Moral Panics Regarding Youth Behavior

2227 Words9 Pages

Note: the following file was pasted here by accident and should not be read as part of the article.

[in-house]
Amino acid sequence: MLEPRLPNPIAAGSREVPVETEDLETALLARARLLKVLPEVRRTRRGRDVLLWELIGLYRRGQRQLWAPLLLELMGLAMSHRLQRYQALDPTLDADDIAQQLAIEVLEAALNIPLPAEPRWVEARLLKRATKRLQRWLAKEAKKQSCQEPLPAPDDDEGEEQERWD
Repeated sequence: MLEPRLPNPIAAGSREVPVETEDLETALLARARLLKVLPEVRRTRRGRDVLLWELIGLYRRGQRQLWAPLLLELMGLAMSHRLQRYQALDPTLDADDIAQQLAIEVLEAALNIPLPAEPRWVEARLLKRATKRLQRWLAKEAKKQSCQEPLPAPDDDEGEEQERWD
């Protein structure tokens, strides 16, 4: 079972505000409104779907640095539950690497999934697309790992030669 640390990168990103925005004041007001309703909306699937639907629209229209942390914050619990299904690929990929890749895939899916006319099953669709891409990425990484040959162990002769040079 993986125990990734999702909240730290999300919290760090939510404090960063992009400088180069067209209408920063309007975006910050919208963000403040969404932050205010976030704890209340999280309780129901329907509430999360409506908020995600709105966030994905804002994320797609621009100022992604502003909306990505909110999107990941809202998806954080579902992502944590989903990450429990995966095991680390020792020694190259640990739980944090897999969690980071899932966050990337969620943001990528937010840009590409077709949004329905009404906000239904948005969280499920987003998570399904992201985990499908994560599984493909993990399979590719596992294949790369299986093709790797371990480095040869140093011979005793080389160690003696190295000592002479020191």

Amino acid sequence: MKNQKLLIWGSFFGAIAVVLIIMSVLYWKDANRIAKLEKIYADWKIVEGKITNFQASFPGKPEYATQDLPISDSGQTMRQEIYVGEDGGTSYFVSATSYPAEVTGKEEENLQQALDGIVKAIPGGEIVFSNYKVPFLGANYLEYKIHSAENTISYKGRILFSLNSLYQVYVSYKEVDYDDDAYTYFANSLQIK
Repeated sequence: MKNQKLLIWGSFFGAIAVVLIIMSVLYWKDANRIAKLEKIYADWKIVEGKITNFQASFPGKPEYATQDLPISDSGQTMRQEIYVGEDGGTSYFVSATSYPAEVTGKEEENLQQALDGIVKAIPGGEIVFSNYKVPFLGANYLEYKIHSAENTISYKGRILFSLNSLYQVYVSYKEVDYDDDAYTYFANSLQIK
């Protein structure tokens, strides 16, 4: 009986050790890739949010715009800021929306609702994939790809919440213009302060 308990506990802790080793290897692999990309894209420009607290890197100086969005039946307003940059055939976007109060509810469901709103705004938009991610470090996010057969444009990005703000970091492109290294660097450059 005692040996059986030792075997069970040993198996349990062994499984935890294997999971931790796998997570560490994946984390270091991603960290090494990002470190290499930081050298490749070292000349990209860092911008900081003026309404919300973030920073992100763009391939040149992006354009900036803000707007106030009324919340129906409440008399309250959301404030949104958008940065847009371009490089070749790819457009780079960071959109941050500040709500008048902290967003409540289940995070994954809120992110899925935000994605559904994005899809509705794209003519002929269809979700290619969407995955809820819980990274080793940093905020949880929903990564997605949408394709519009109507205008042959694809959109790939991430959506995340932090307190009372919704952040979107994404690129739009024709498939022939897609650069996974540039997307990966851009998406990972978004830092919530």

Throughout history and in contemporary Britain “a sequence of moral panics about ‘depraved youth’ has been a dominant and recurring feature of media representations of young people” (Muncie, 2004, p. 8), and as a result, the youth-crime nexus has undergone vast transformations in terms of the conception of ‘youth crime’ and its prevailing consequences (Omaji, 2003). In the post-war period, youthful ‘folk-devils’ were continually pinpointed by the media as the underlying source of public anxiety and the main cause for concern regarding “what was wrong with society” (Muncie, 2009, p. 127). Among such public anxieties were the fears evident in 1960’s Britain revolving around violent and depraved youths in addition to the perceived threat of hooliganism and vandalism, which were all characteristic of the ‘folk devils’ evident at that time (for example ‘Mods and Rockers’) (Muncie, 1999). Although moral panics cover a wide spectrum of literature and interrelate with different aspects of society on a variety of levels, this essay will take only a specific focal stance on moral panics regarding the behavior of youths throughout history and in contemporary Britain, paying eminent attention to the consequences of such moral panics. The essay will begin with a concise explanation of the term ‘moral panic’ and the context in which it were coined, followed by an in-depth analysis of the most influential moral panics regarding concerns over deviant youthful behavior in relation to their repercussions at an individual and societal level. Material presented will unravel the role that not only the media, but also wider entities play in amplifying perceived issues and threats of ‘youth crime’, thus demonstrating how perceptions about young peopl... ... middle of paper ... ...3rd edn. London: Sage. Muncie, J., Hughes, G. and McLaughlin, E. (eds.) (2002) Youth justice: Critical readings. London: Sage. Omaji, O.P. (2003) Responding to youth crime: Towards radical criminal justice partnerships. Sydney: Hawkins Press. Pearce, J.M and Charman, E. (2011) ‘A social psychological approach to understanding moral panic’, Crime Media Culture, 7 (3), pp. 293-311. Ralphs, R., Medina, J. and Aldridge, J. (2009) ‘Who needs enemies with friends like these? The importance of place for young people living in known gang areas’, Journal of Youth Studies, 12 (5), pp. 483-500. Springhall, J. (1998) Youth, popular culture and moral panics: Penny gaffs to gansta-rap, 1830-1996. Basingstoke: Macmillan. Thomson, K. (1998) Moral panics. London: Routledge. Waiton, S. (2008) The politics of anti-social behaviour: Amoral panics. Oxon: Routledge.
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